Posted by on February 25, 2020

All of us Homeowners understand the erratic weather with which we deal from the time winter hits all the way through to the sunny Spring. We all know that we need to remove all icicles right away. Icicles are a tell-tale sign that water has already, or will, enter soffit areas, siding, window areas, and especially where the roof meets up with a wall or chimney. Another part of our Maintenance and responsibility as Homeowners is to try to rake/shovel eaves and edges of our roofs. A great extension roof rake can be found at most hardware stores. There are companies for hire that offer roof shoveling as well. Step 1 is always to remove the snow and ice from your roof!

However, there are a handful of contributing factors to interior moisture that we may not be aware of. If water is seen inside your house, and it is winter, you will now know that what you are experiencing is not a roof leak.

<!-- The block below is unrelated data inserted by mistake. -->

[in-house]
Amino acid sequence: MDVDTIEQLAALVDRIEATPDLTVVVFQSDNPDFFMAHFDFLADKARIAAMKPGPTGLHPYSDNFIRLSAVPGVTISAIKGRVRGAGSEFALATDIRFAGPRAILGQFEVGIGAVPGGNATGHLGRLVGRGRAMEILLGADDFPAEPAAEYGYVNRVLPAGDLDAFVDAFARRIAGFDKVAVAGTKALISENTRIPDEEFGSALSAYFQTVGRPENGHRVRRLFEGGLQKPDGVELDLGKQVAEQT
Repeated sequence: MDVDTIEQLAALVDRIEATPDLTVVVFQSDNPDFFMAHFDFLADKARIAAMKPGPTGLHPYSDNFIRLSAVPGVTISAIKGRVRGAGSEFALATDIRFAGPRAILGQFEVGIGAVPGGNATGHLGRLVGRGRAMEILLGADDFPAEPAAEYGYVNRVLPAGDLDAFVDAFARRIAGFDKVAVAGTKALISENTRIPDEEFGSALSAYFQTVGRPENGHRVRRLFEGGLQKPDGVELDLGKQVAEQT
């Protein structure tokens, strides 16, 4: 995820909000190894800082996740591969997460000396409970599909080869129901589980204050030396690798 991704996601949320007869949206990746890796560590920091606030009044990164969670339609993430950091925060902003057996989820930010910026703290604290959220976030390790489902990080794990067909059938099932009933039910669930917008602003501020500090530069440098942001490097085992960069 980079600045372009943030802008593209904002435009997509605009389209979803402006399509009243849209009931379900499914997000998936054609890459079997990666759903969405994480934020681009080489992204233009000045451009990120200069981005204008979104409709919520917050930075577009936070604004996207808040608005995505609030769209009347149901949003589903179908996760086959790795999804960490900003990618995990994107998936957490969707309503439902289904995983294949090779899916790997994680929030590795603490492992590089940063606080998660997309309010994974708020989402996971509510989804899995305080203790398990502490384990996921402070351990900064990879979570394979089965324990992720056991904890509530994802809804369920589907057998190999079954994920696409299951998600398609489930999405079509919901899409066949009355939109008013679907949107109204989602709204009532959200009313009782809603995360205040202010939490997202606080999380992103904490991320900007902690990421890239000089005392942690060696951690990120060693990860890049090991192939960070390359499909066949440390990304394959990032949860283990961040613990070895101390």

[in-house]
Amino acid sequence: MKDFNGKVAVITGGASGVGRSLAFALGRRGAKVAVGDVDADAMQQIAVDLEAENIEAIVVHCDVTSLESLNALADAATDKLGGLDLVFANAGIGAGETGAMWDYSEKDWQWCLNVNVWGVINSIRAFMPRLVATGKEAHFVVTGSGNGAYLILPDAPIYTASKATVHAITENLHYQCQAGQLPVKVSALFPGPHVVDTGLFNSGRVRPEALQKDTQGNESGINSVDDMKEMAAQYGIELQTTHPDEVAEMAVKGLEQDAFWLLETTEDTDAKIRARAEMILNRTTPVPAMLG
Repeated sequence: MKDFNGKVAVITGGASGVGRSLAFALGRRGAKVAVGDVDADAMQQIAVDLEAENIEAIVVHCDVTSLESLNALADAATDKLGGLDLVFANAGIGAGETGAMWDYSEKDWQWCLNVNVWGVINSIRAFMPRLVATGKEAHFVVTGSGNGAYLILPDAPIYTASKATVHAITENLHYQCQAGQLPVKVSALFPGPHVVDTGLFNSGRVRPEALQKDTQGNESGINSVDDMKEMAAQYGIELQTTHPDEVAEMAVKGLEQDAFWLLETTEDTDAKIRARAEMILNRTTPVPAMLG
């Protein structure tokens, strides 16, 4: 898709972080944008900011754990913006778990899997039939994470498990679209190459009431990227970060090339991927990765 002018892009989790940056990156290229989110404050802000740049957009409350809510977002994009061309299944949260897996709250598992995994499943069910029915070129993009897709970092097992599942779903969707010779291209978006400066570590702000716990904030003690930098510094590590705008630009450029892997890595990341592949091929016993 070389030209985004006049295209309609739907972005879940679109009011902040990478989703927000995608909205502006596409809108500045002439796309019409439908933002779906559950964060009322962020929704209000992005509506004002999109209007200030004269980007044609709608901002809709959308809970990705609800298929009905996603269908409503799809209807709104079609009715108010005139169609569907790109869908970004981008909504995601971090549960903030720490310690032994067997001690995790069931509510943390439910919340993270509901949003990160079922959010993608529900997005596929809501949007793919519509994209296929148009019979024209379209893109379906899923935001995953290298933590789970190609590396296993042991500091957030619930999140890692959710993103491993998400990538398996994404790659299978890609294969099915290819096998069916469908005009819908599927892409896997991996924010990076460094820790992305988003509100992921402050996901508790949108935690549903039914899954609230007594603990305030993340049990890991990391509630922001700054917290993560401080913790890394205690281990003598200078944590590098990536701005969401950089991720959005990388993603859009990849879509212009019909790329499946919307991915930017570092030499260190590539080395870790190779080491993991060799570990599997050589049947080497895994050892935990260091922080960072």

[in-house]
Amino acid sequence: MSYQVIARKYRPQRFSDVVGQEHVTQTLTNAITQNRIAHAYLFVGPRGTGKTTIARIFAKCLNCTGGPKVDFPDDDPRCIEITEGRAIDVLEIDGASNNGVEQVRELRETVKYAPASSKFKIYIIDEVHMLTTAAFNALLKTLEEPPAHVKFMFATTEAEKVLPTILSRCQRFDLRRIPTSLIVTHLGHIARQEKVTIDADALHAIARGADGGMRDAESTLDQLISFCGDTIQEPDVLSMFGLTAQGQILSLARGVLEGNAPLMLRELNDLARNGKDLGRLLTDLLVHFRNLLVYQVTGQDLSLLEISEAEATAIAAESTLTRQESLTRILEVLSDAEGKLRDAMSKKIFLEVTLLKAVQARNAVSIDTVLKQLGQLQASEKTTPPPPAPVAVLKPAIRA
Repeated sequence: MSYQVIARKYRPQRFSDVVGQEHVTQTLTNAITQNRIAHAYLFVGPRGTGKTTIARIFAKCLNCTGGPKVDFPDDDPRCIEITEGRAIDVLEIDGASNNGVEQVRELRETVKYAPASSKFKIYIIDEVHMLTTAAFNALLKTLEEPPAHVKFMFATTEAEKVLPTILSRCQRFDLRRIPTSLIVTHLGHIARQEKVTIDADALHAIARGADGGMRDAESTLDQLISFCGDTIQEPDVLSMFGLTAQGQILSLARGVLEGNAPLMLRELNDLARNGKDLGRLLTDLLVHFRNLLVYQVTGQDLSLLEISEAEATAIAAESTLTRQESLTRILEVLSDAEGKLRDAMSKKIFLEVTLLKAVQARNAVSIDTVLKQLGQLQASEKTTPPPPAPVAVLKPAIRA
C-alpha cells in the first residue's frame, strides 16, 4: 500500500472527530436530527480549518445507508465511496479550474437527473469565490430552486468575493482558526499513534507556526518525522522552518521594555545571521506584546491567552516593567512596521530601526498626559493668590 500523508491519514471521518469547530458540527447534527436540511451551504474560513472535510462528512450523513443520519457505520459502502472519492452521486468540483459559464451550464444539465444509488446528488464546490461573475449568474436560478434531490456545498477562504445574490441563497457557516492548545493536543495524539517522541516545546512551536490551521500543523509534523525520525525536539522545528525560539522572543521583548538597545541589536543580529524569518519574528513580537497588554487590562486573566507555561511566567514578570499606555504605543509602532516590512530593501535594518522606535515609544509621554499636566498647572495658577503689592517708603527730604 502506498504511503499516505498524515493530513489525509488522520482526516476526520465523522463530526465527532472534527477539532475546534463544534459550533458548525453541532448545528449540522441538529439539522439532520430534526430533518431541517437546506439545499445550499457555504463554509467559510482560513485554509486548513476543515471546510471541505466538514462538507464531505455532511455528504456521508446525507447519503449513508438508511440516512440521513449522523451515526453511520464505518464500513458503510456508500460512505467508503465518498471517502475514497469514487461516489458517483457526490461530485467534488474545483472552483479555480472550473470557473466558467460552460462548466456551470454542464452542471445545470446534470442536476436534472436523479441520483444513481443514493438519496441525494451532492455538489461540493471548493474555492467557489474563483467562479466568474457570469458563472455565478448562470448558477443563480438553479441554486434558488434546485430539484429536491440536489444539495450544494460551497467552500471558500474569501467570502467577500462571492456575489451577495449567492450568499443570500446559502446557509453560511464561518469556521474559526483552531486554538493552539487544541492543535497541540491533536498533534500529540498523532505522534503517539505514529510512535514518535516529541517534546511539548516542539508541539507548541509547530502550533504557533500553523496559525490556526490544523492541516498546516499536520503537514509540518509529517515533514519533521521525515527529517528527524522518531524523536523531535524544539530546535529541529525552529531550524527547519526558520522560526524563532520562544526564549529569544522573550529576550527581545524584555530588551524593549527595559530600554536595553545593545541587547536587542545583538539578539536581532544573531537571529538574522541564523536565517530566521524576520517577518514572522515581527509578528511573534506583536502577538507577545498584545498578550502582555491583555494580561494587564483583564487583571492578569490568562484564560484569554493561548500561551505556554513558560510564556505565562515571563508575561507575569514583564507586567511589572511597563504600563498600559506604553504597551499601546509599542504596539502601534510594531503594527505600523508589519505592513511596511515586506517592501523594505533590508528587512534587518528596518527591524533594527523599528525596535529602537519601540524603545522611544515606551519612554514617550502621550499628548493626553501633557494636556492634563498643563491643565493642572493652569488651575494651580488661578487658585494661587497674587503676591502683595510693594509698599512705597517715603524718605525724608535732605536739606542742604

This time of year, warm garages or homes meet the cold from outside and form a white frost/snow-like material on the underside of the roof-deck. When the frost warms from the heat of the home or garage, it will drip downward.

Besides ice dams that are well publicized in Minnesota, there is an abundance water that sneaks into the underside of soffits and turns to a solid frost form. However, this is only one culprit of frost and condensation in the winter.

Ventilation is a wonderful thing. Air Vents and Ridge Vent work great when it comes to regulating humidity, especially in the warmer months. However, vents are designed to be open and sometimes air leaks, condensation, or frost will exist.

Normally roof deck leaks will show their heads during the rainy seasons and will be noticed immediately after construction. That being said, moisture seen on ceilings, light fixtures, fan areas, windows, doorways, window screen areas, etc. is all coming from the inside, not the outside of the home.

Some factors that may be accelerating your home’s interior condensation are showers, humidifiers, wet towels, cooking, bricks/chimneys, window condensation, and skylight condensation to name a few.

These links will help explain the frost and condensation this time of year. Also remember that snow is an insulator and will rapidly contribute to the presence of frost.

SAVE THIS article!!! It may help sometime. Send to any friends, family, and especially your neighbors!!

Posted in: Uncategorized